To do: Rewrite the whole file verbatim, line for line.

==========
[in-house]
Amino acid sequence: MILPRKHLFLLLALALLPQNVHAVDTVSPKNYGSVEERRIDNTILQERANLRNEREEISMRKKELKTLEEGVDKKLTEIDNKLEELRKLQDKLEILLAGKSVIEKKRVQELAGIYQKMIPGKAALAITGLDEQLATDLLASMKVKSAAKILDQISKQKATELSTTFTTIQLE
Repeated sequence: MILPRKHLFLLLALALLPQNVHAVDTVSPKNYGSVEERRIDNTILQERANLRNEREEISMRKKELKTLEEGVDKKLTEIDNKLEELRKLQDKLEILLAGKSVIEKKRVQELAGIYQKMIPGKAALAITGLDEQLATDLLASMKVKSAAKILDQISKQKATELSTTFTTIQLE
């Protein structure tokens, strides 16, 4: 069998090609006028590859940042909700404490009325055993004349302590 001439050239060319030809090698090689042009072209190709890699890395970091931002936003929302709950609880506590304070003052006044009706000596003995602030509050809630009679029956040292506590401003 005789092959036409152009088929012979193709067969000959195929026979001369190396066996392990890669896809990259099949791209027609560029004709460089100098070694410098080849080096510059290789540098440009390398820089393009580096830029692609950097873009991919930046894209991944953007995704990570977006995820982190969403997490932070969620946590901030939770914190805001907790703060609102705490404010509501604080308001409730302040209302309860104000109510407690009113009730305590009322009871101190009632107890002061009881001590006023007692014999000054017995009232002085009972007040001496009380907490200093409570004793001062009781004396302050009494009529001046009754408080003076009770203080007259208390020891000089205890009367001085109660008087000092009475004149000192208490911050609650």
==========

[in-house]
Amino acid sequence: MILPRKHLFLLLALALLPQNVHAVDTVSPKNYGSVEERRIDNTILQERANLRNEREEISMRKKELKTLEEGVDKKLTEIDNKLEELRKLQDKLEILLAGKSVIEKKRVQELAGIYQKMIPGKAALAITGLDEQLATDLLASMKVKSAAKILDQISKQKATELSTTFTTIQLE
Repeated sequence: MILPRKHLFLLLALALLPQNVHAVDTVSPKNYGSVEERRIDNTILQERANLRNEREEISMRKKELKTLEEGVDKKLTEIDNKLEELRKLQDKLEILLAGKSVIEKKRVQELAGIYQKMIPGKAALAITGLDEQLATDLLASMKVKSAAKILDQISKQKATELSTTFTTIQLE
């Protein structure tokens, strides 16, 4: 069998090609006028590859940042909700404490009325055993004349302590 001439050239060319030809090698090689042009072209190709890699890395970091931002936003929302709950609880506590304070003052006044009706000596003995602030509050809630009679029956040292506590401003 005789092959036409152009088929012979193709067969000959195929026979001369190396066996392990890669896809990259099949791209027609560029004709460089100098070694410098080849080096510059290789540098440009390398820089393009580096830029692609950097873009991919930046894209991944953007995704990570977006995820982190969403997490932070969620946590901030939770914190805001907790703060609102705490404010509501604080308001409730302040209302309860104000109510407690009113009730305590009322009871101190009632107890002061009881001590006023007692014999000054017995009232002085009972007040001496009380907490200093409570004793001062009781004396302050009494009529001046009754408080003076009770203080007259208390020891000089205890009367001085109660008087000092009475004149000192208490911050609650």